In the context of queer dating, a clear social script doesn't really exist. I'm going to give you an example of how that can play out. Have you heard the term “lesbian sheep syndrome”? While this term is, of course, really funny, it is not just made up and was actually coined by scientists based, on their research. Basically, when scientists have analyzed sexual behavior in sheep, they have seen that two male sheep may engage in pleasurable sex together, but two female sheep often do not. What they do instead is basically stand side by side, enjoying the company of one another, and sort of wait for the other party to make a move.
fabulous cartoon by Pistolewe
Describing this as a syndrome can be problematic because, in a sense, it is insinuating that two people who identify as women are always going to be very passive. There is obviously more nuance there to explore. But the concept of this as a syndrome is hilarious, in my opinion, and does kind of comment upon this queer (not lesbian-specific) experience of not having a script to follow. This means queer people might not know what to do in a dating situation, or how to behave in a romantic or sexual moment. This also means that queer people have to be super creative and courageous in building those scripts themselves.
Why do moments of hesitation like the one described by “sheep syndrome” happen? From my own life as well as my studies, I have seen that this hesitation is actually one of the major anecdotal experiences that queer folks talk about when they're dating. It seems to be a very common queer experience to sometimes not know how to get things started, how to express interest in someone, or how to make a move, regardless of the genders of the people involved.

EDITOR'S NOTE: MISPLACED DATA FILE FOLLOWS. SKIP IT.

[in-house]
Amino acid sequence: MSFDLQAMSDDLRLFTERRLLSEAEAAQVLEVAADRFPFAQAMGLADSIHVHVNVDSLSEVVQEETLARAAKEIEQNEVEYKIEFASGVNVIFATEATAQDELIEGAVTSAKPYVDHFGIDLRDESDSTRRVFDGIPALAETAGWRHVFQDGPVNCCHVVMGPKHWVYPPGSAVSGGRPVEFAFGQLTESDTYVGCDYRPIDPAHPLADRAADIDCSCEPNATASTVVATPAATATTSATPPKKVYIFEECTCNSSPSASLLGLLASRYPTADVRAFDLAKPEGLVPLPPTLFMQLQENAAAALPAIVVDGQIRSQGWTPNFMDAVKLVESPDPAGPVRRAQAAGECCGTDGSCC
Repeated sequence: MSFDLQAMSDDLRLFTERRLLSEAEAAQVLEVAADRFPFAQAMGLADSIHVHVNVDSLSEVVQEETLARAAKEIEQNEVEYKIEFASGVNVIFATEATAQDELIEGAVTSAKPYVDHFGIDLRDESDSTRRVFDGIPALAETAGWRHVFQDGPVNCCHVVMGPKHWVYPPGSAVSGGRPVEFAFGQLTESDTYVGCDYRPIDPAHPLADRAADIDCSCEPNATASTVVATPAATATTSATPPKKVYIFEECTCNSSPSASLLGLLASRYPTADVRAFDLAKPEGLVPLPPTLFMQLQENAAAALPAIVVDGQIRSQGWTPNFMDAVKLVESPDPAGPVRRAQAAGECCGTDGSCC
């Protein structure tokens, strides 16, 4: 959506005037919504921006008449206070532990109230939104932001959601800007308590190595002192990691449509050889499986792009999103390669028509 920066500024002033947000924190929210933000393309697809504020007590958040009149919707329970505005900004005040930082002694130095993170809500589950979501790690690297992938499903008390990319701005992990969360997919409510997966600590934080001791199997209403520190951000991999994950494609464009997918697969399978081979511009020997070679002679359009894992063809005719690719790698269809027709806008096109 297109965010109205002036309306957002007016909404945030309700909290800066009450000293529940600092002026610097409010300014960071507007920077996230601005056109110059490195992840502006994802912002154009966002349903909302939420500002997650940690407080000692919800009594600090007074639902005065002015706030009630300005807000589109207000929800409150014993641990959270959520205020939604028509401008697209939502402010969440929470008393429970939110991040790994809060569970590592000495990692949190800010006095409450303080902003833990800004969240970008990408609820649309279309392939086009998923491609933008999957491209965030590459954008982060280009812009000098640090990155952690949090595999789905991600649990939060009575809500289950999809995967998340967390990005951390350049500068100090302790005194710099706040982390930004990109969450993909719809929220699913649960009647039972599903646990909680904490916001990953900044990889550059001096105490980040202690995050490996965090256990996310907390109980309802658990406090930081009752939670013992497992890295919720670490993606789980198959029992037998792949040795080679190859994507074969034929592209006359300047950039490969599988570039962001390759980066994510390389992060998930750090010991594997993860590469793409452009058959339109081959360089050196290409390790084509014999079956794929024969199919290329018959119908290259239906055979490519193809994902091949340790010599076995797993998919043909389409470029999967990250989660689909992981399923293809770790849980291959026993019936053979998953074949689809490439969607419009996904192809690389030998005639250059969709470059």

One other pain point I wanted to mention is the concept of "trespassing" into queer spaces. Maybe you don't feel like you deserve to take up space. This is especially common for those who are newer in their journey into queerness or newer to queer identifying. It can be pretty overwhelming to dip a toe into queer dating because there is this kind of comparative contagion that is quite real. It can be hard not to feel a bit like an impostor if you feel like your life experiences do not match your identity, or if your identity is in flux. A person might find themself thinking, “I don't have much experience in this way, whether romantically or sexually, so I don't really know how to put myself out there,” or “I'm scared that people are going to see how new and fragile I am, so they're not going to be interested in me,” or even “I don't really want to take up much space. I don't even want to go to queer spaces.” These are very common pain points. I know that people newer to a queer identity describe encounters in which other people are not interested because they only want to date someone who has more experience, because they do not want to help the person gain experience and confidence, or because they don't want to “feel like the person’s experiment.” While people are entitled to set boundaries as they wish, those same boundaries can result in very difficult experiences for someone who is new to dating in this way. Being rejected for being newly queer can feel really crappy and negatively impact a person’s confidence. Everyone has a starting place on their journey, though, and I want to hammer home some of the ways to combat or get through those pain points.
Next up: part two of this workshop covers potential solutions to some of these difficulties!
**This text was transcribed from SHAG’s live Mini-Workshop on June 15, 2023 and edited for clarity. This opinion piece is not intended to constitute licensed expert advice; all content is for general informational purposes only.**